New Richmond schools implement new reading programIn an effort to meet the state’s new reading standards, New Richmond has embraced a new reading program and hired three reading coaches to help implement it.
By: By Jackie Grumish, New Richmond News
In an effort to meet the state’s new reading standards, New Richmond has embraced a new reading program and hired three reading coaches to help implement it.
Jessica Ferguson, director of curriculum and instruction for the district, said the district chose to move forward with “Good Habits, Great Readers” because of its balanced literary approach.
“Without literacy skills it affects all students,” Ferguson said.
To help implement the program, the district hired three literacy coaches — Lindsay Jacobs, kindergarten through sixth grade; Amy Fiege, third through fifth grade; and Amy Almendinger, sixth through 12th grade.
The coaches were needed for on-site support for the teachers, Ferguson said.
Ferguson said the need for two coaches at the elementary level is simply because of the sheer volume of students and classes.
“Ideally we’d have a literacy coach at each building,” she said. “The new expectations are more rigorous and we need the resources to support that learning.”
The coaches spend time at a different building each day and work on a schedule so that at least one coach is in each school building every day.
“(Good Habits, Great Readers) is so different with how instruction looks in the classroom,” she said.
At the elementary level there is a lot more small-group learning, said Jacobs.
For example, while one small group works with the teacher, the other students are tasked with reading to themselves, reading to each other, writing or another literary-based activities.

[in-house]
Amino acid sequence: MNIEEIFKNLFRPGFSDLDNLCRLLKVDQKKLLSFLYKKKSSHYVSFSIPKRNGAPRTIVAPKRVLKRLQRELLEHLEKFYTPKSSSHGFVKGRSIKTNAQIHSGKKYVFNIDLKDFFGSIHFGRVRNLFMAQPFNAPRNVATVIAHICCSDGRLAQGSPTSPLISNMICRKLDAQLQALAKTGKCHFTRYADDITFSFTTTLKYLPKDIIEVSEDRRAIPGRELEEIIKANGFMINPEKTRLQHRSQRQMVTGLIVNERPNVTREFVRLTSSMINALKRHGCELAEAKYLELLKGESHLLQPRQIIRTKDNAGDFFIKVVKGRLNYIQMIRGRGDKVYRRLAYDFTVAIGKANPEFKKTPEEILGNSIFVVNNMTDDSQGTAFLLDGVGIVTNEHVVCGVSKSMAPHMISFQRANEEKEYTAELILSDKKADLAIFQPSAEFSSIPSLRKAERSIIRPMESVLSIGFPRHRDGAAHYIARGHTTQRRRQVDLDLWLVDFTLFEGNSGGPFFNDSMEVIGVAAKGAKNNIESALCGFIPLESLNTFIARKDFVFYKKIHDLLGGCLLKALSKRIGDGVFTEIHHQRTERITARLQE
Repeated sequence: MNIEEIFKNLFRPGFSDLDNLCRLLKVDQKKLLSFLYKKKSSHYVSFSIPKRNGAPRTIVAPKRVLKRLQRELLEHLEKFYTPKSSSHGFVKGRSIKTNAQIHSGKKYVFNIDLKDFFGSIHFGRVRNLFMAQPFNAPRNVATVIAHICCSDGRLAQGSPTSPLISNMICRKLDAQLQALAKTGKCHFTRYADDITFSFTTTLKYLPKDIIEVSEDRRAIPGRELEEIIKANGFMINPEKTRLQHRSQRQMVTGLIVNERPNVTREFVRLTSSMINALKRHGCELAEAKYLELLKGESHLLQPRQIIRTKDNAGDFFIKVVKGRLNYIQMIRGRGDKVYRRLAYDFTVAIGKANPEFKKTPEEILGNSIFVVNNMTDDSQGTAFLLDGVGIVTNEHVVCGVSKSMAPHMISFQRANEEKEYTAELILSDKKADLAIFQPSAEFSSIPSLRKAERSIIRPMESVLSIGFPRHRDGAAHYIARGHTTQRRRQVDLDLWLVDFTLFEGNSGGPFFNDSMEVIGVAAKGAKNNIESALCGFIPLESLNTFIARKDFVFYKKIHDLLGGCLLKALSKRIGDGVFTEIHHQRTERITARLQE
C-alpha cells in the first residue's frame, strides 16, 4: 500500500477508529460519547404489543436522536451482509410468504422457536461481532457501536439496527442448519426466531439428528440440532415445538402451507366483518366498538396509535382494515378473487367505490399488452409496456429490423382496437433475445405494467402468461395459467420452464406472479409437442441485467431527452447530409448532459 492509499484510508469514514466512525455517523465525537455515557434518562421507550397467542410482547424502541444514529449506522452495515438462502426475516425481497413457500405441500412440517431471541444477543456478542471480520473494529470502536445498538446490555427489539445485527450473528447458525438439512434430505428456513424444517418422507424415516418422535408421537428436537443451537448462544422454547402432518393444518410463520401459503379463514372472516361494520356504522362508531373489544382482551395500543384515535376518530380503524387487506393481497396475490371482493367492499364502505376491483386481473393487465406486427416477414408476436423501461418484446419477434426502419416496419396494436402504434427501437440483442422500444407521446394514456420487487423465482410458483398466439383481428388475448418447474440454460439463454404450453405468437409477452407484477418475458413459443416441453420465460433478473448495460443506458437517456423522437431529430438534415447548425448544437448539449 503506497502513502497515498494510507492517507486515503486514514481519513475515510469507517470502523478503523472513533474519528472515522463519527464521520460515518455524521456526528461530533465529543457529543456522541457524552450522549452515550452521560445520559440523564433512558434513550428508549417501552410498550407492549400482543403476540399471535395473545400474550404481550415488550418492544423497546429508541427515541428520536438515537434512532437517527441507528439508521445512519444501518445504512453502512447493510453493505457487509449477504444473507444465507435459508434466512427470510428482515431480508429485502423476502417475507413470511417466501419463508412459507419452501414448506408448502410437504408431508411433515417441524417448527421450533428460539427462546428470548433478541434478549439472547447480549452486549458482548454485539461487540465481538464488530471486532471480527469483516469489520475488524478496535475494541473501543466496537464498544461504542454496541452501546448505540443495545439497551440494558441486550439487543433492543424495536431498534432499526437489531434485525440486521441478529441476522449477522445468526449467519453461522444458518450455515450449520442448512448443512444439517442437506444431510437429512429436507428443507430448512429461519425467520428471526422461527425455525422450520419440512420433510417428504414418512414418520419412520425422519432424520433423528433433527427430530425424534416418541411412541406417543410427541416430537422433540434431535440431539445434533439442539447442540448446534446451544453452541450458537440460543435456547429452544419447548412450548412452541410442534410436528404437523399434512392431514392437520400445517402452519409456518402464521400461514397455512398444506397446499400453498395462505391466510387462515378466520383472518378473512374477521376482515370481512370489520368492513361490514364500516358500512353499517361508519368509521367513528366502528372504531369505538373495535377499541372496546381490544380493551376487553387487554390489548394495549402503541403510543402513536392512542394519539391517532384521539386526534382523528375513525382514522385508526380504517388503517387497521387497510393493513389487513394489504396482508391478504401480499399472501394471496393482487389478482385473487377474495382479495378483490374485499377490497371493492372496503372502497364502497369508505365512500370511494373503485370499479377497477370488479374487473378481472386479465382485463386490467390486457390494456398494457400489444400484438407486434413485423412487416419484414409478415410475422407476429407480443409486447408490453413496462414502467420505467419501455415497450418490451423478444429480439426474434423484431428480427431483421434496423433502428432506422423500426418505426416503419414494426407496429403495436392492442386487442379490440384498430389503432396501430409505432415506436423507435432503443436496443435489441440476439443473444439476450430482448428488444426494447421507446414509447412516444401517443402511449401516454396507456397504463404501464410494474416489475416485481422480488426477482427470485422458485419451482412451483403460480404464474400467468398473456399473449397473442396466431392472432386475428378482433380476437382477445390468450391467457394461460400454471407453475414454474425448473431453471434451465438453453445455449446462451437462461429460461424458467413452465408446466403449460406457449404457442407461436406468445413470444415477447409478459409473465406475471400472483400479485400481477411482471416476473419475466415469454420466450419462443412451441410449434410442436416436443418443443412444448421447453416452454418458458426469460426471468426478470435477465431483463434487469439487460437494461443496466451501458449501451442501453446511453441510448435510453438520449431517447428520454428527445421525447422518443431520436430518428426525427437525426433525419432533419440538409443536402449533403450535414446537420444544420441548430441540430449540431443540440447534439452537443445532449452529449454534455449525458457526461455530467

“It takes a couple weeks for students to build up that stamina,” she said.
Ferguson said it’s actually worked really well so far because it gives the student a choice.
“Our younger students are now engaged happily in their learning,” she said.
At the high school level, literature has been brought into each classroom, regardless of the subject.
“Literacy is not incorporated in everything like it is at the elementary level,” Ferguson said. “How does literacy look in the world of physical education?”
Almendinger said most of her time is spent answering questions and helping teachers with lesson plans designed around literacy.
For example, she said technical education students might be tasked with writing directions on how to change a car’s oil.
“Car repair manuals are read very differently than a novel,” she said.
For the foods students, lessons might include writing recipe reviews or lessons on how to properly read a recipe.
“As a district we’re very excited for this initiative,” Ferguson said. “I’m very thankful to the school board for their forward thinking.”
Almendinger, Fiege and Jacobs were sought out to fill the positions of literacy coach because of their experience with the instructional model, Ferguson said. Fiege and Jacobs are full-time literacy coaches and Almendinger, who is still teaching a couple classes at New Richmond High School, was hired as a .73 literacy coach.